A new year is a chance to get back to basics and take on new challenges, beginning with homemade English muffins. In the process, I learned that English muffin rings are in no way necessary to make almost perfectly round English muffins, and homemade English muffins are just as good (if not better!) than any you find at the grocery store.
The secret to a great English muffin is time – a nice slow rise creates the best flavor and that signature craggy interior that just begs for a slather of butter and a slick of blueberry jam. Prep the dough ahead and let it rise in the refrigerator overnight (or up to three days), then pull it out whenever you’re ready for a leisurely breakfast. Cooked in a skillet until golden and then finished in the oven, these English muffins are bliss at first bite.
Overnight English Muffins
- 3/4 cup (105 g) bread flour
- 1/2 cup (118 g) lukewarm water
- 1/2 tsp Red Star active dry yeast
- 1 cup (240 g) lukewarm low-fat milk
- 1 tsp Red Star active dry yeast
- 2 Tbsp (28 g) unsalted butter, melted
- 2 Tbsp (24 g) sugar
- 1 tsp salt
- 3 cups (420 g) bread flour
- Semolina flour for dusting
- Butter for the skillet
- For the starter, combine bread flour, water, and yeast in a small bowl and whisk together until smooth and glossy. Cover and let starter stand at room temperature for at least 1 hour and up to 12 hours (a longer ferment gives the finished English muffins better flavor and structure).
- For the dough, combine milk and yeast in a large mixer bowl and mix on low speed until incorporated; add starter and mix on low until well combined. Add butter, sugar, and salt and mix on low to combine. Add bread flour and mix on low just until dough forms. Switch out the flat beater for a dough hook and knead dough for 5 minutes, until smooth and elastic. The dough is ready when it feels tacky but doesn't stick to your fingers.
- Place dough in a large bowl coated with nonstick spray; cover and refrigerate overnight, or up to 3 days. Quick English muffin alternative: Let the dough rise at room temperature until doubled in size, about 90 minutes, and then make the muffins immediately.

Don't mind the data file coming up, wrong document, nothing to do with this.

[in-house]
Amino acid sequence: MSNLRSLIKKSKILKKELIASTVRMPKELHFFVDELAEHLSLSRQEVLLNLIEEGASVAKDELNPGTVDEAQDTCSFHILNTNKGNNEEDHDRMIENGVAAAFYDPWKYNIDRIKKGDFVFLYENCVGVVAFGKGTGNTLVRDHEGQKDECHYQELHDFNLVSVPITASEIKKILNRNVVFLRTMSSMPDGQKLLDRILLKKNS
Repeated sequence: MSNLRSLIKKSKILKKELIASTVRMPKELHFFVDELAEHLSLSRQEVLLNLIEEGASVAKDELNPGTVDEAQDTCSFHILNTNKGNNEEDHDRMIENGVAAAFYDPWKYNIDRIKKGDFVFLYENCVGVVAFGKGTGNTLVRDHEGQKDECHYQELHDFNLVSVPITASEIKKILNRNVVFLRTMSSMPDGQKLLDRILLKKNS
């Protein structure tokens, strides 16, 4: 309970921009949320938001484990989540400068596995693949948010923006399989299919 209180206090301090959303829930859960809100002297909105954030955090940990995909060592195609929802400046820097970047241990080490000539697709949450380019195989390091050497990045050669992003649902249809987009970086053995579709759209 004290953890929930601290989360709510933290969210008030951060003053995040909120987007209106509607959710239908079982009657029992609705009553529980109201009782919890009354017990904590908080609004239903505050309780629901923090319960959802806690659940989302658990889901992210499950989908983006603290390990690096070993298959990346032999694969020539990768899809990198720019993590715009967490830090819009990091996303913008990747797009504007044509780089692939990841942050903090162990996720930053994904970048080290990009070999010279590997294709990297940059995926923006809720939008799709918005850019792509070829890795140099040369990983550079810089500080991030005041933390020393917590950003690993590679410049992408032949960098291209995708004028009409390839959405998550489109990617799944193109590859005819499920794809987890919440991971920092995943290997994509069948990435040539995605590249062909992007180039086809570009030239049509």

- Sprinkle a rimmed baking sheet with semolina flour. Turn dough out onto a lightly floured board and use a floured bench scraper to cut dough into four sections. Cut each section into three equal pieces and use lightly floured hands to roll each piece into a smooth round ball, gently stretching the dough over itself and pinching together at the bottom. Flatten each ball slightly and space slightly apart on prepared baking sheet; sprinkle with more semolina. Let muffins rise in a warm place until puffy, about 90 minutes.
- Preheat oven to 350°F and warm a large skillet over medium heat. Melt a pat of butter in the skillet, just enough to coat the bottom of the pan. Cook muffins in batches in skillet until golden on each side, about 4 minutes per side. Press muffins gently with a spatula while cooking to prevent them from rising too much. If muffins are browning too quickly, reduce heat slightly.
- When muffins are golden on both sides, place on a baking sheet in the oven to cook through, about 15 minutes. Let muffins cool for 10 minutes before splitting with a fork and serving. Store in an airtight container at room temperature, or wrap English muffins well and freeze up to 3 months.